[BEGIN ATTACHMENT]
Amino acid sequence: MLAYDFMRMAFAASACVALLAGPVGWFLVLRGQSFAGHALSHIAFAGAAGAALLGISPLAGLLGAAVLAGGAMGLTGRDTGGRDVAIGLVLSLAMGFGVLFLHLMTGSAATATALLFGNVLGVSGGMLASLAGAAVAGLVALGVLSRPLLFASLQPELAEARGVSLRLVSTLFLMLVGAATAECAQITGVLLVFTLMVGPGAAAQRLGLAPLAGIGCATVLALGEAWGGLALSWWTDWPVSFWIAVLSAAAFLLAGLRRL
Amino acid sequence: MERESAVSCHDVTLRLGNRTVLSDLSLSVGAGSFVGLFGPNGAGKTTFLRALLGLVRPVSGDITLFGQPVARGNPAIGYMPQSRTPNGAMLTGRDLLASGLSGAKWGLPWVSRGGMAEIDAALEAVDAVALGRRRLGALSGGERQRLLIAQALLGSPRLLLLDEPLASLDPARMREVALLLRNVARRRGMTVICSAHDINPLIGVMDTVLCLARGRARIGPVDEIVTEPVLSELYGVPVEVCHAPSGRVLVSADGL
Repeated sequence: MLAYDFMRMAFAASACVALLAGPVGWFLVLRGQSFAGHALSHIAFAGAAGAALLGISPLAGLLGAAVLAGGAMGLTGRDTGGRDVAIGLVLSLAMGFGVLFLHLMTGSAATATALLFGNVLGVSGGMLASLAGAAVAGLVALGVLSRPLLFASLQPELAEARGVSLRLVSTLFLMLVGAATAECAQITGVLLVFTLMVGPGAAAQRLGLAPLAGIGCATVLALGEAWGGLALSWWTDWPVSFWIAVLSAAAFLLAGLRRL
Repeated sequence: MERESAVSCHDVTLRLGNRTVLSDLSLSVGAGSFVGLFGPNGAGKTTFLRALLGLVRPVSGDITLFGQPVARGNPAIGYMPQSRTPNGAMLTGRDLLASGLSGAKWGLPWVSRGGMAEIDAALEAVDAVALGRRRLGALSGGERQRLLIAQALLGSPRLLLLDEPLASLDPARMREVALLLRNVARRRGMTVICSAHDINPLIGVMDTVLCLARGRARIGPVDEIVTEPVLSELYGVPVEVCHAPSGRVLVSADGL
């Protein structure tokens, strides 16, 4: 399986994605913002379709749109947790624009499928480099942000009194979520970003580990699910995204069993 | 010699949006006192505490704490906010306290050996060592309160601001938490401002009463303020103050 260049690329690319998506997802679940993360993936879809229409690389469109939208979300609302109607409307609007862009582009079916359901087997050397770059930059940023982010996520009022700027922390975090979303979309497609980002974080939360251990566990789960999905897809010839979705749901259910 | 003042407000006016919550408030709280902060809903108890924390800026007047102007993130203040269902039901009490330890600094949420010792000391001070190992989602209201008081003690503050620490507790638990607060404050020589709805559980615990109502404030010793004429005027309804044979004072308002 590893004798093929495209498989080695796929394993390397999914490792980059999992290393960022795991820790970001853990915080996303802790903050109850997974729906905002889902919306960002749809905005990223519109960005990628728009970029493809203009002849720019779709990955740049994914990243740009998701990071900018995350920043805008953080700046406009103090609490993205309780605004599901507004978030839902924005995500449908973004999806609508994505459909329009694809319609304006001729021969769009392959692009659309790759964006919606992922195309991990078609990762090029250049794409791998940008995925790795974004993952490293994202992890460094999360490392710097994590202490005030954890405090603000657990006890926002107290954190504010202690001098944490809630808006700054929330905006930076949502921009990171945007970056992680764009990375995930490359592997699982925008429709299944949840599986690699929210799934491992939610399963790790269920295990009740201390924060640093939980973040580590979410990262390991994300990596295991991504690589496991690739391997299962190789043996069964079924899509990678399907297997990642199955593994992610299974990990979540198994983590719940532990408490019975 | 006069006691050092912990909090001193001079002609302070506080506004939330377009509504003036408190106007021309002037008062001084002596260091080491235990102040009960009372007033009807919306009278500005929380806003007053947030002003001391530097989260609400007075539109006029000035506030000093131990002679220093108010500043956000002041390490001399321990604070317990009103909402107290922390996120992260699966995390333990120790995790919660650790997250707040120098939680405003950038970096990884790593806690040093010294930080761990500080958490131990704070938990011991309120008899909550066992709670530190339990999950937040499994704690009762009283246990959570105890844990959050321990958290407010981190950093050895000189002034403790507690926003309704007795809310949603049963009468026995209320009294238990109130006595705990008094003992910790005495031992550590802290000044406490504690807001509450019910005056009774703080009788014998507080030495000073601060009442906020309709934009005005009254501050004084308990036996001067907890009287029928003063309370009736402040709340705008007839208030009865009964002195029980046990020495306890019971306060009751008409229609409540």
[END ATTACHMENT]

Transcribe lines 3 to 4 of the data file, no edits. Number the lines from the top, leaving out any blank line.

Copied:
Repeated sequence: MLAYDFMRMAFAASACVALLAGPVGWFLVLRGQSFAGHALSHIAFAGAAGAALLGISPLAGLLGAAVLAGGAMGLTGRDTGGRDVAIGLVLSLAMGFGVLFLHLMTGSAATATALLFGNVLGVSGGMLASLAGAAVAGLVALGVLSRPLLFASLQPELAEARGVSLRLVSTLFLMLVGAATAECAQITGVLLVFTLMVGPGAAAQRLGLAPLAGIGCATVLALGEAWGGLALSWWTDWPVSFWIAVLSAAAFLLAGLRRL
Repeated sequence: MERESAVSCHDVTLRLGNRTVLSDLSLSVGAGSFVGLFGPNGAGKTTFLRALLGLVRPVSGDITLFGQPVARGNPAIGYMPQSRTPNGAMLTGRDLLASGLSGAKWGLPWVSRGGMAEIDAALEAVDAVALGRRRLGALSGGERQRLLIAQALLGSPRLLLLDEPLASLDPARMREVALLLRNVARRRGMTVICSAHDINPLIGVMDTVLCLARGRARIGPVDEIVTEPVLSELYGVPVEVCHAPSGRVLVSADGL